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Recent college graduates Michael Salvador and Simon Bruno are attempting to compete in the field of mobile apps for book readers. The duo's app, Inky (iOS, Android pending), centers around recommendations on what to read next. Think of it as a social media collective offering up titles based on genre preference.

You need Facebook or email to create an Inky account. The app lets you pick three of your favorite book genres next--perhaps with future updates there will be more updates to pick from. Inky offers eight standard accounts to follow and then you can pick accounts to follow organized under different genres.

"Our goal is to become the go-to place for trusted book recommendations," Bruno told Download.com. "Here's an extreme example to illustrate the point; consider if Stephen King recommended a book and said, 'this book has had a bigger influence on my writing than any other. It is a must-read.' An aspiring fiction writer would probably be thrilled, Inky is a place to find this particular kind of trusted recommendation."

User profiles are set up like Instagram with a bookshelf. Other users can follow you, and you can follow them, as everyone fills their bookshelves with thumbnail images of books they recommend or want to read. The book images can be tapped to reveal a summary.

SEE: Best apps for book lovers on Android and iOS

While the developers aren't looking to monetize Inky just yet, they're looking for user feedback.

"The goal is to partner with publishing houses to help launch new titles, similar to Goodreads' business model. Once we're confident we have something people absolutely love, we'll turn our heads towards monetization," Bruno told TechCrunch.

But what if the feedback is that Inky is a patchwork quilt of other reading apps?

Inky harkens to apps like Litsy (iOS, Android), Reco (iOS, Android pending), and To Read (iOS, Android). The app is, of course, just get started and so it needs time to set itself apart from the crowd.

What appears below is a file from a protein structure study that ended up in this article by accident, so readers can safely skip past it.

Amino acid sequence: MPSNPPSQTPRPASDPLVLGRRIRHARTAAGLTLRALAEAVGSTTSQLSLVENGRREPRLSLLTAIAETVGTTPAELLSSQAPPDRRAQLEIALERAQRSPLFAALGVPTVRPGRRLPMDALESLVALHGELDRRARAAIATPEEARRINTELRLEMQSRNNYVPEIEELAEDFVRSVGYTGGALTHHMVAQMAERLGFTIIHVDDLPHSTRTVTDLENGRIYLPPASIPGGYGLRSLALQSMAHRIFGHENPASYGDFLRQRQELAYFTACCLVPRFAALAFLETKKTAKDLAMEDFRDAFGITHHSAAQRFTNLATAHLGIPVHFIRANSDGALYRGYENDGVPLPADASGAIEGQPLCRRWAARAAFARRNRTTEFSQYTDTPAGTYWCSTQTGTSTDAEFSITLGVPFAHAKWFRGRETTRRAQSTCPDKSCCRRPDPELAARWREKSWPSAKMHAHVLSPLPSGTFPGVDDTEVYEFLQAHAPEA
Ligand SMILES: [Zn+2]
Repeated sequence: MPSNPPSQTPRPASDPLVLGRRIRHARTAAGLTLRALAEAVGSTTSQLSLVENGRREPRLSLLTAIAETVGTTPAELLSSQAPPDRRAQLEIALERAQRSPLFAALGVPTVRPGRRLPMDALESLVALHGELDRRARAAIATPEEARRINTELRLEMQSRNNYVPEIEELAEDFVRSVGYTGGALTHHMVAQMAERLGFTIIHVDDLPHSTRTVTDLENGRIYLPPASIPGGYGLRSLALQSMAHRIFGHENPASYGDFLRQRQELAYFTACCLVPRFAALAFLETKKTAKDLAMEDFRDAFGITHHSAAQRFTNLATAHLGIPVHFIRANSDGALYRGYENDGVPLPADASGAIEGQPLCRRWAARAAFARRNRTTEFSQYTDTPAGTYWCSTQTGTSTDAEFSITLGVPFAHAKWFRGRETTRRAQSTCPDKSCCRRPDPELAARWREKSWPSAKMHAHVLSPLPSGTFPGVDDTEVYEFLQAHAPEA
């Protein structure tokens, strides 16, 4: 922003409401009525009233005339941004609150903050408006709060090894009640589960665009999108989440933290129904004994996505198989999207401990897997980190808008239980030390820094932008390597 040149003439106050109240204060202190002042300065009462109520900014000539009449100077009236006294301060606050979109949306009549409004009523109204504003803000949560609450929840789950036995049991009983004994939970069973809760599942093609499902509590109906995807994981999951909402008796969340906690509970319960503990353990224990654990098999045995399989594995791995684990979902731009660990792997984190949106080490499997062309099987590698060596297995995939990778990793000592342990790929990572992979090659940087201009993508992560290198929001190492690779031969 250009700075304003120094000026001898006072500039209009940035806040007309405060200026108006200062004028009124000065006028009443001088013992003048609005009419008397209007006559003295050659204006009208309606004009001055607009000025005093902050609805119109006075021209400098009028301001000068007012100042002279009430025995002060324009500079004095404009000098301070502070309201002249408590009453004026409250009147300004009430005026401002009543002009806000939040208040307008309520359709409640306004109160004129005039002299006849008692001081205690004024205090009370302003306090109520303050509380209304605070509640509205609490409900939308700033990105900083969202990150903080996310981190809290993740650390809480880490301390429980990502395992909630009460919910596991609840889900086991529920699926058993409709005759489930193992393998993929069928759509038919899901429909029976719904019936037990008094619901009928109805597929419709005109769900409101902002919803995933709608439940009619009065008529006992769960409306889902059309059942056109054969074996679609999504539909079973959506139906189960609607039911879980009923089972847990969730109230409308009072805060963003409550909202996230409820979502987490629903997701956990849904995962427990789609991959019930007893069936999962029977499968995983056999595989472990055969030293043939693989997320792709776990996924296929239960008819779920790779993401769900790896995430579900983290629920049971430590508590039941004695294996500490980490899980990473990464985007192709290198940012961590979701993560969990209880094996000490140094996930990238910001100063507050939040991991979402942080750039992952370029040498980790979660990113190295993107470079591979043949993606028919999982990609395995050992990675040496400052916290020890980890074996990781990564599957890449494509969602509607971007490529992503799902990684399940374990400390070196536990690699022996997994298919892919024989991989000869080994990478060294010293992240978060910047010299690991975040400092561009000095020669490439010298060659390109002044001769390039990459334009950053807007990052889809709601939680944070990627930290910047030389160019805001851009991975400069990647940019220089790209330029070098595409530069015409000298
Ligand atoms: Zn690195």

For now, Inky is betting on creating a social network of readers sharing their current book list to help other book lovers find their next read. The app is off to a good start with 4.6 out of 5 stars on the iOS App Store with users giving feedback and the developers taking note.

Going up against other well-established apps like Goodreads won't be easy, especially since Goodreads was bought by Amazon five years ago. Independent creatives of any kind face a David-versus-Goliath scenario when trying to compete.

While trying to remain unique and independent, Inky lacks major financial backing that larger corporations could provide. But turning to those larger corporations could mean sacrificing its initial ethos and doing the same things everyone else does to succeed. Ironically, that's a similar dynamic to the book publishing world.

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Takeaways

  1. The Inky app wants to find users the best book recommendations on what to read next by helping build a community of like-minded readers.
  2. The app has competition with several other reading apps but is focused on building its app around user feedback.

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Shelby is an Associate Writer for CNET's Download.com. She served as Editor in Chief for the Louisville Cardinal newspaper at the University of Louisville. She interned as Creative Non-Fiction Editor for Miracle Monocle literary magazine. Her work appears in Glass Mountain Magazine, Bookends Review, Soundings East, and on Louisville.com. Her cat, Puck, is the best cat ever.